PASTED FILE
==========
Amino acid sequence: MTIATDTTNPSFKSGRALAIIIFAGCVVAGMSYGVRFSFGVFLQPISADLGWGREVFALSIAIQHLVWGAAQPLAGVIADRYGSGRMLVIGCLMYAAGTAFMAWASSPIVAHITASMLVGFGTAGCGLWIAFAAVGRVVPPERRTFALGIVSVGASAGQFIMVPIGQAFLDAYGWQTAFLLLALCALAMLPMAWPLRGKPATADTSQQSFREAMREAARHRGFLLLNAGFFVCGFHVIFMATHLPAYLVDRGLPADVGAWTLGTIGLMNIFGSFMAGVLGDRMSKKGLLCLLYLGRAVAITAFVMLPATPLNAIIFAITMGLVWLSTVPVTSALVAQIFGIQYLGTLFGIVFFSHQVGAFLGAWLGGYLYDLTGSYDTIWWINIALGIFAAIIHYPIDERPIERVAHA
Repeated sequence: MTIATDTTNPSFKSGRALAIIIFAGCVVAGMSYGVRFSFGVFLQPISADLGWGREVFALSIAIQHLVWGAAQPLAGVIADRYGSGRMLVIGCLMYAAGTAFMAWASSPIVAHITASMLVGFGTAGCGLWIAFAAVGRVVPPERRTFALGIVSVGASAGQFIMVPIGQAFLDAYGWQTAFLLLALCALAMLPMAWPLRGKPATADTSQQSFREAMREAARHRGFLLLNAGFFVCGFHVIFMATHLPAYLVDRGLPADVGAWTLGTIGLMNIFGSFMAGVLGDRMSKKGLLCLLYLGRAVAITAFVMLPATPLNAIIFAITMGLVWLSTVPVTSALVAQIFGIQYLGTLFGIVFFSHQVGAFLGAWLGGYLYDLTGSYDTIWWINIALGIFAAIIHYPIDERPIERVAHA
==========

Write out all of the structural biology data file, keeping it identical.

Amino acid sequence: MTIATDTTNPSFKSGRALAIIIFAGCVVAGMSYGVRFSFGVFLQPISADLGWGREVFALSIAIQHLVWGAAQPLAGVIADRYGSGRMLVIGCLMYAAGTAFMAWASSPIVAHITASMLVGFGTAGCGLWIAFAAVGRVVPPERRTFALGIVSVGASAGQFIMVPIGQAFLDAYGWQTAFLLLALCALAMLPMAWPLRGKPATADTSQQSFREAMREAARHRGFLLLNAGFFVCGFHVIFMATHLPAYLVDRGLPADVGAWTLGTIGLMNIFGSFMAGVLGDRMSKKGLLCLLYLGRAVAITAFVMLPATPLNAIIFAITMGLVWLSTVPVTSALVAQIFGIQYLGTLFGIVFFSHQVGAFLGAWLGGYLYDLTGSYDTIWWINIALGIFAAIIHYPIDERPIERVAHA
Repeated sequence: MTIATDTTNPSFKSGRALAIIIFAGCVVAGMSYGVRFSFGVFLQPISADLGWGREVFALSIAIQHLVWGAAQPLAGVIADRYGSGRMLVIGCLMYAAGTAFMAWASSPIVAHITASMLVGFGTAGCGLWIAFAAVGRVVPPERRTFALGIVSVGASAGQFIMVPIGQAFLDAYGWQTAFLLLALCALAMLPMAWPLRGKPATADTSQQSFREAMREAARHRGFLLLNAGFFVCGFHVIFMATHLPAYLVDRGLPADVGAWTLGTIGLMNIFGSFMAGVLGDRMSKKGLLCLLYLGRAVAITAFVMLPATPLNAIIFAITMGLVWLSTVPVTSALVAQIFGIQYLGTLFGIVFFSHQVGAFLGAWLGGYLYDLTGSYDTIWWINIALGIFAAIIHYPIDERPIERVAHA